Previously on Midlife Crisis Crossover: from 2011 to 2017 my wife Anne and I would take her grandmother out twice per year to the Indiana State Fairgrounds for her two favorite outings: the Indiana Flower & Patio Show every May, and the Christmas Gift & Hobby Show every November. For Mamaw the fairgrounds were her premier destination for getting out of the house, buying presents for loved ones, stocking up on her favorite dark chocolates, marveling at strangers’ cute little babies, getting her watch battery changed at her favorite jeweler’s booth, oversharing about her medial conditions with any salesman who dared approach us unsolicited, and, for the last several affairs, relaxing while I had the honor of being her wheelchair chauffeur, uttering the occasional “Wheeeeee!” whenever we sped up while descending ramps and slopes. Longtime readers have seen several pictures of her throughout the years, enjoying what were basically her Super Bowl and her World Series.
Thursday morning, Mamaw passed away after a long, loving life, six days before her 93rd birthday.
Mamaw was born during the Calvin Coolidge administration and lived longer than all but two American Presidents. I’ve known her for over twenty years, ever since Anne and I began hanging out together full-time. Her husband was a WWII veteran who refused to talk about it, and who passed away probably a month or two before I might’ve gotten the chance to meet him. For decades she’s been living in the house he bought for her.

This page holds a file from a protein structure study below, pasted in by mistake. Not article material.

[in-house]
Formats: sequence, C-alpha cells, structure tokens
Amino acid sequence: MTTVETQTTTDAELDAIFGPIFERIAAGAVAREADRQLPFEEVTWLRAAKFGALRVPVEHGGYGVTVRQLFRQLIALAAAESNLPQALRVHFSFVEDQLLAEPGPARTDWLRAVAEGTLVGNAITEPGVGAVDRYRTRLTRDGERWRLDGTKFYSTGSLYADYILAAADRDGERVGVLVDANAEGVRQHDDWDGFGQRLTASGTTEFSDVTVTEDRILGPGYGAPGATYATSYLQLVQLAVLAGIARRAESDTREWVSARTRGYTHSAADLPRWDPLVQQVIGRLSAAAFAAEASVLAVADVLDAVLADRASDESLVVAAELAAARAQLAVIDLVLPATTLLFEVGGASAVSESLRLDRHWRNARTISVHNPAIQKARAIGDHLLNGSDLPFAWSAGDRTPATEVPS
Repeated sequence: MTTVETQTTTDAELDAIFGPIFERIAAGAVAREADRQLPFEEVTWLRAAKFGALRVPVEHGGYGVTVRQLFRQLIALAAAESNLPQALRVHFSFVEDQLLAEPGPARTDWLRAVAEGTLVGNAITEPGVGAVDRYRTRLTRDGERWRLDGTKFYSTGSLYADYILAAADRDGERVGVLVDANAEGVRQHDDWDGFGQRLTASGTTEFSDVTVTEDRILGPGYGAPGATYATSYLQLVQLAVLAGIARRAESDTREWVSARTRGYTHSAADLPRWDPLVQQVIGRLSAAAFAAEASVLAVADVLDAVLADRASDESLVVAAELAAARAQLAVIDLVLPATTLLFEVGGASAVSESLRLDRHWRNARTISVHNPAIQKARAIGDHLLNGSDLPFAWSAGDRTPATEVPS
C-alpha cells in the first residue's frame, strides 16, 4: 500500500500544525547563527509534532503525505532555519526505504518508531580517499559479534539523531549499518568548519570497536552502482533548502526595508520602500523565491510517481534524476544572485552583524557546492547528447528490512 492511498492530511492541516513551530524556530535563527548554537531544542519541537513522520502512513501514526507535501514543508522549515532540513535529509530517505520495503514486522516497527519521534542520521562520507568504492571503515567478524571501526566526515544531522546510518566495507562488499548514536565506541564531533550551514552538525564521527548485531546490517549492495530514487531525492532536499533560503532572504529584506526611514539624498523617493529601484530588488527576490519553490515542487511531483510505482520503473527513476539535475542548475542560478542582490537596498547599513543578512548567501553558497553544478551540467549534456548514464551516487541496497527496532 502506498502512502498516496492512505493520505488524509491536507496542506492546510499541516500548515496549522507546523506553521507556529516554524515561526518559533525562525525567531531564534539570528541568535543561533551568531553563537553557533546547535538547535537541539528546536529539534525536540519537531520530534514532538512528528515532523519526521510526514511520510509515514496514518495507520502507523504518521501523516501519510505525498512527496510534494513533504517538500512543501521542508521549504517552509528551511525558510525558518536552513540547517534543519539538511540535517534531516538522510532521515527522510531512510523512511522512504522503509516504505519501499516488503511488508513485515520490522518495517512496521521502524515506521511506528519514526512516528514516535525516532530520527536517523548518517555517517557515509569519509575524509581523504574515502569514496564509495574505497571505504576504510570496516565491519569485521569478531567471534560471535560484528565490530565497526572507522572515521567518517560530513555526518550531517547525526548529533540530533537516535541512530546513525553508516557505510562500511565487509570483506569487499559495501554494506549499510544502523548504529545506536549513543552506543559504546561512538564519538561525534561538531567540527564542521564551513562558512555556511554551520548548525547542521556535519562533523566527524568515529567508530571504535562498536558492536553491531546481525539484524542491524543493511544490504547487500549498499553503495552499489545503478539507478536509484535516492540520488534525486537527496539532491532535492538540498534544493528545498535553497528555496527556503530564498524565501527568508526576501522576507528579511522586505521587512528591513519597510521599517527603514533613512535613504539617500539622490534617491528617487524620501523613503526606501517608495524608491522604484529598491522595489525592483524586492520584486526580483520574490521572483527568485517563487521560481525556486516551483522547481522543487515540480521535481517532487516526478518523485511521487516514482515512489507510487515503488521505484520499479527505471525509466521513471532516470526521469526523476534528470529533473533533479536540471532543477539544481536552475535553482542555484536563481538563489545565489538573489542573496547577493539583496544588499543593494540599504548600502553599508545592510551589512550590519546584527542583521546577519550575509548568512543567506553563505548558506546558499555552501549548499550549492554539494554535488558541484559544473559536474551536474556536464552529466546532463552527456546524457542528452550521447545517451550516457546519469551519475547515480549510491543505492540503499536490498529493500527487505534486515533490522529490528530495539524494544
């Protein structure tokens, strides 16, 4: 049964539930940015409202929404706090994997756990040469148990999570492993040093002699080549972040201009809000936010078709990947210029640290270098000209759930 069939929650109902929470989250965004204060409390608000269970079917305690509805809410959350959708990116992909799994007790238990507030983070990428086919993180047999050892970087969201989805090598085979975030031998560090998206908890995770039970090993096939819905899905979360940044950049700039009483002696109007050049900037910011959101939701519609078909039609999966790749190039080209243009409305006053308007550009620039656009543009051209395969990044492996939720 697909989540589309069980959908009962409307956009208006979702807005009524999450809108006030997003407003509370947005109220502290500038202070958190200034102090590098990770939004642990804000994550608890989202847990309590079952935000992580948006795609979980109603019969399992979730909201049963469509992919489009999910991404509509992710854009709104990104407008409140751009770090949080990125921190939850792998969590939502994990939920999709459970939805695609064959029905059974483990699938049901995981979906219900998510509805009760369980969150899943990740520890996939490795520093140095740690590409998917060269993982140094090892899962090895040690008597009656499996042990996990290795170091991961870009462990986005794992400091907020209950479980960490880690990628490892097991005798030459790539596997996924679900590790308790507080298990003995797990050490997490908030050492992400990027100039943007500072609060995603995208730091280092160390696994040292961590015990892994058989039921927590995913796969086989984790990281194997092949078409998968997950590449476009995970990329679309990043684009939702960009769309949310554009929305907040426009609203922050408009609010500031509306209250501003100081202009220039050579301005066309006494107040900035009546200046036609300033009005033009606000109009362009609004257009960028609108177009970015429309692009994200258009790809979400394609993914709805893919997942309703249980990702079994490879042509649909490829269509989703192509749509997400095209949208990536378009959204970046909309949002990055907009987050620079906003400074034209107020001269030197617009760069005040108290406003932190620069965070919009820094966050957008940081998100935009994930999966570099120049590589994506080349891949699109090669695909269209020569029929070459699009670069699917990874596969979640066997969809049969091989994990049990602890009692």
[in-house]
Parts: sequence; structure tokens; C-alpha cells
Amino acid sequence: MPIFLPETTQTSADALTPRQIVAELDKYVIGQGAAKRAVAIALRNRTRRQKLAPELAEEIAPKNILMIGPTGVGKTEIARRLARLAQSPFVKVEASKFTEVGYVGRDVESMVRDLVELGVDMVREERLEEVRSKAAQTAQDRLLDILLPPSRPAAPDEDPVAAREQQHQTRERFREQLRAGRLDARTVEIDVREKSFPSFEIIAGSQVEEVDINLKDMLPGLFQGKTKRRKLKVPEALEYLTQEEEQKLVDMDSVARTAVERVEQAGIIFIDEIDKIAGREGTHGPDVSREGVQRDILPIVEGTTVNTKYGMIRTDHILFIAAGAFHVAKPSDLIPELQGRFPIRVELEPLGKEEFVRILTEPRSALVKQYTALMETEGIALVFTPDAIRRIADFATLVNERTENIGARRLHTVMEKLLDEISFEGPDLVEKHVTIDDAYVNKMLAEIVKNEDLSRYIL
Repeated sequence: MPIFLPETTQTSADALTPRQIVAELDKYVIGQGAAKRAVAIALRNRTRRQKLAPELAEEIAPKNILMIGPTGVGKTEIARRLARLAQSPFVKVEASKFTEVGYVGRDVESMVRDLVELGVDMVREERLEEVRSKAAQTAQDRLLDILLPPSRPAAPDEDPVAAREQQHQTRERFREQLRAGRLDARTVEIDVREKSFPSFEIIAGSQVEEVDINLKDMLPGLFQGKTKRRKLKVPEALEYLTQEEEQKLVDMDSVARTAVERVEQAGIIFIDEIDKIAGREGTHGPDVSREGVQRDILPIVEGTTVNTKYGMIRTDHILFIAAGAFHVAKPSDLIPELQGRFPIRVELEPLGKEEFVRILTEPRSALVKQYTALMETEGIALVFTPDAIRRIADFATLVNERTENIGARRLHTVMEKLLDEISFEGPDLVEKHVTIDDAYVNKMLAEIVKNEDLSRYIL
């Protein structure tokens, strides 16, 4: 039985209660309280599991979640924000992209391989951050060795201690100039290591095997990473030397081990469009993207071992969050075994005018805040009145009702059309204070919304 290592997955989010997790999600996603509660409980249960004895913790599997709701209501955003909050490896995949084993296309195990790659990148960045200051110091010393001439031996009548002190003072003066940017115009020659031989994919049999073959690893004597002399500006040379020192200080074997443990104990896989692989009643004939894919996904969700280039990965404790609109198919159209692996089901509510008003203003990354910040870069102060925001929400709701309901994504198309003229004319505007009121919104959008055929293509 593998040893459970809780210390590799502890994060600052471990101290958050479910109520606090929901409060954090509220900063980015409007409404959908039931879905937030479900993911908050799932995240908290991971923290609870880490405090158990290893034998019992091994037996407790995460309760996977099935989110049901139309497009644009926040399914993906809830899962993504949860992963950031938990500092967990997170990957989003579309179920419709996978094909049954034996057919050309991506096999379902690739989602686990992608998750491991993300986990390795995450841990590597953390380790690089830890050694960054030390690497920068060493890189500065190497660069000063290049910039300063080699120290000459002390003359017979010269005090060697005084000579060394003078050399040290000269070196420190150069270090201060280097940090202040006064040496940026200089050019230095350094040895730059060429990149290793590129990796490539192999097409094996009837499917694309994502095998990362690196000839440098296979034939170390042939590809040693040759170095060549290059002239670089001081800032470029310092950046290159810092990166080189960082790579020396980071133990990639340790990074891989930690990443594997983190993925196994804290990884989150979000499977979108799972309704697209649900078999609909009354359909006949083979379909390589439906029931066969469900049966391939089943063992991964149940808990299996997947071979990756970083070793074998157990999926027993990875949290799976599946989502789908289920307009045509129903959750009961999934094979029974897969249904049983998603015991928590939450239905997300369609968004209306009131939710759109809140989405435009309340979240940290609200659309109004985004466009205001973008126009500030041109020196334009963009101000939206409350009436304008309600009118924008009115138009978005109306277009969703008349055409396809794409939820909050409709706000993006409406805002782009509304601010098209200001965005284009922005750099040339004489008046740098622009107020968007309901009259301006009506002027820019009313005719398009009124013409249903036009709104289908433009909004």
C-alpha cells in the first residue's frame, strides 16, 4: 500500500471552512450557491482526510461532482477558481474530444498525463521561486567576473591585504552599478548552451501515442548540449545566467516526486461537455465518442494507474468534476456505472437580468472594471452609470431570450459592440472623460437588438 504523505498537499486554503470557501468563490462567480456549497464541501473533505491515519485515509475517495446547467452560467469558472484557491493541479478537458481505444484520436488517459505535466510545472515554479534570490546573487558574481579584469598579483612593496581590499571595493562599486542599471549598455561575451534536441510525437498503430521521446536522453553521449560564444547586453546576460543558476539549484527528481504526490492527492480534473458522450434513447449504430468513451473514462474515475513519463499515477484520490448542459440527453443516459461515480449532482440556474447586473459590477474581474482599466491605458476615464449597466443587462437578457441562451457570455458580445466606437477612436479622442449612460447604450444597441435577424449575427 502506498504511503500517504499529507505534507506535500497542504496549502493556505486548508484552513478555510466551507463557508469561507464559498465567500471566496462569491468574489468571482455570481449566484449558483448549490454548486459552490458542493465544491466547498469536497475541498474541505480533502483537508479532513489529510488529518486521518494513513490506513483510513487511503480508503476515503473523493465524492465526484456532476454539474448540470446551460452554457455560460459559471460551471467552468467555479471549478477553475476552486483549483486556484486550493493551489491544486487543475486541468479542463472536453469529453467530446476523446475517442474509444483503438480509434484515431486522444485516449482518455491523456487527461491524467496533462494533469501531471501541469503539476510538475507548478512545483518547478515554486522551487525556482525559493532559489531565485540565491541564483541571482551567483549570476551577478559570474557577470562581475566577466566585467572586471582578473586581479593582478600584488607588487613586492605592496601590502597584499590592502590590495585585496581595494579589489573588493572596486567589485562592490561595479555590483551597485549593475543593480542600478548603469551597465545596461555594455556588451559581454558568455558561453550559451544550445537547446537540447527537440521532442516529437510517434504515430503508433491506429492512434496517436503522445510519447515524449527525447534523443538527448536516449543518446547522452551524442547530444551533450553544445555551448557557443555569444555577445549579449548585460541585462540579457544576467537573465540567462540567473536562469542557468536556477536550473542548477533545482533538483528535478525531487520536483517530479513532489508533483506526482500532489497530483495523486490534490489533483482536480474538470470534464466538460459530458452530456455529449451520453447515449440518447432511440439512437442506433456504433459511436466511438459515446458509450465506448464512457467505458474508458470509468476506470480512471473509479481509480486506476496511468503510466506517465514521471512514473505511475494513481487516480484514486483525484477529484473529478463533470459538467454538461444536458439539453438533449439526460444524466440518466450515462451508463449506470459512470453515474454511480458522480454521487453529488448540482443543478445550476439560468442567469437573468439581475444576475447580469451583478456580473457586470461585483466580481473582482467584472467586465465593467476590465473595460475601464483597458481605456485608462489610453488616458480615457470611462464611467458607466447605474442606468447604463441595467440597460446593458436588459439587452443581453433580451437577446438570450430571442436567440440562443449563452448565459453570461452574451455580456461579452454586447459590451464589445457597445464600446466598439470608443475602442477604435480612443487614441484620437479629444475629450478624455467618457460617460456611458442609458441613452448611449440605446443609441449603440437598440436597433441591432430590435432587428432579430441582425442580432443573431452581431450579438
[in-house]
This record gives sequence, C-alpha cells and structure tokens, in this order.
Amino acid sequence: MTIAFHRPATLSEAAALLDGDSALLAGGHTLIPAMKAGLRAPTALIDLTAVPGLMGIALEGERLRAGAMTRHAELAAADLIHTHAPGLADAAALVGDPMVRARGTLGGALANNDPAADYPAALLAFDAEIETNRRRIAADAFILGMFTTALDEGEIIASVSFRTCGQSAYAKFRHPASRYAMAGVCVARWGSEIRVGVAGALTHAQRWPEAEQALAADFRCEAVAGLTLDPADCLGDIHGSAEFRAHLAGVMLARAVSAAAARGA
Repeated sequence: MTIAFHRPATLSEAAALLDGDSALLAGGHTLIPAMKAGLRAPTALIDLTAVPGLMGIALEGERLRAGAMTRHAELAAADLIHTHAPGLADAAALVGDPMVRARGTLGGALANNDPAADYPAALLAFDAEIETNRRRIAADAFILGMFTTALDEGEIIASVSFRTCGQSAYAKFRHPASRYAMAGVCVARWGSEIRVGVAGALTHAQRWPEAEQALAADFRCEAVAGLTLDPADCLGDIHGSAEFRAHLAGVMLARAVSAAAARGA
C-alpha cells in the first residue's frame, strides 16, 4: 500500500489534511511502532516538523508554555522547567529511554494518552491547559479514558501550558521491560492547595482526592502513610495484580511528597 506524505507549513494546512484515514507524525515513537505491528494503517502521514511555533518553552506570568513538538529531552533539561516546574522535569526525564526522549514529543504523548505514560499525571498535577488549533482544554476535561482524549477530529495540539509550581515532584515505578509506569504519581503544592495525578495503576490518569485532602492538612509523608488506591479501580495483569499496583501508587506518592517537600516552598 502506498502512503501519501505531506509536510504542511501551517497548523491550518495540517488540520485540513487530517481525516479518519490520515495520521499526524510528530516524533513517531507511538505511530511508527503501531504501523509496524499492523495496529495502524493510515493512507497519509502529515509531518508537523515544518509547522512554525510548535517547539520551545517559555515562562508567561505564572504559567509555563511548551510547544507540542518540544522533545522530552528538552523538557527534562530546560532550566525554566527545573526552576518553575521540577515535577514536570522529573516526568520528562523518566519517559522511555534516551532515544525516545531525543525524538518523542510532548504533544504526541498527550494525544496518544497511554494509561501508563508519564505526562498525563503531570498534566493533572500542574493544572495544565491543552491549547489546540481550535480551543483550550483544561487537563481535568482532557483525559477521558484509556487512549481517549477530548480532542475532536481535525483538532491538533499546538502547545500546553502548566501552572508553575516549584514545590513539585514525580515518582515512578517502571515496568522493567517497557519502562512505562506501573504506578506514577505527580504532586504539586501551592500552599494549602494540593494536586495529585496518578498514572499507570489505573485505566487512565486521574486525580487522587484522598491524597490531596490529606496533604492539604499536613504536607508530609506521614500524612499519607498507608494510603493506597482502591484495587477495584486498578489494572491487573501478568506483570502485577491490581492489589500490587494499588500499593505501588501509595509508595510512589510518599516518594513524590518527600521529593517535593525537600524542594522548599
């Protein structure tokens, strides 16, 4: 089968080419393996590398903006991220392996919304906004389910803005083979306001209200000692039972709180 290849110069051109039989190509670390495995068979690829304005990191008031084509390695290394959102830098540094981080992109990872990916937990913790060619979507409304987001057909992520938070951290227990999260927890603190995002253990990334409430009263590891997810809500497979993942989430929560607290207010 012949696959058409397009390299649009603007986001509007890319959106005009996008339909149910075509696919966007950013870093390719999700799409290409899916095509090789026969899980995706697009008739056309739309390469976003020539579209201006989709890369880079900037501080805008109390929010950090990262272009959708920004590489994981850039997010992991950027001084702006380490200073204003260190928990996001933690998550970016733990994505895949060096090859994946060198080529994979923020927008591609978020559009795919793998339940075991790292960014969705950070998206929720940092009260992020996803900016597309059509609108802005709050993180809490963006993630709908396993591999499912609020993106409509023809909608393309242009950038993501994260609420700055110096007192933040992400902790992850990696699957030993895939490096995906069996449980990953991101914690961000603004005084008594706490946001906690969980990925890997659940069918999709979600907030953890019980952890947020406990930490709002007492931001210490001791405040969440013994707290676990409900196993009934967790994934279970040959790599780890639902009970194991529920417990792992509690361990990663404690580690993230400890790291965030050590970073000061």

She was still cooking Thanksgiving and Christmas Day feasts for the entire family well into her late 80s. She did it so well that it was hard for anyone to work up the willpower to object. She was there for Anne at the worst points in her life, accommodating and serving and helping and loving in ways I can’t begin to sum up here because those stories aren’t mine to tell. It took about ten minutes for her to welcome me into the family unconditionally.
Mamaw leaves behind three kids, several grandkids, and an army of great-grandkids. I think the family has finished stage 1 of the grieving process, the awkward notifying of everyone throughout their sprawling family tree. Tomorrow comes the sorting out of the arrangements. They haven’t yet worked up to the stage where they start squabbling over her colossal stashes of photos, antiques, and other possessions of mostly sentimental value. For now we’re at the stage where everyone floods Facebook (or, uh, their blog) with all their best anecdotes, photos, and a couple of fun videos.
We miss her deeply already, but celebrate that she’s no longer confined to that fragile mortal body, which weighed about fifteen pounds soaking wet and which she looked forward to moving beyond.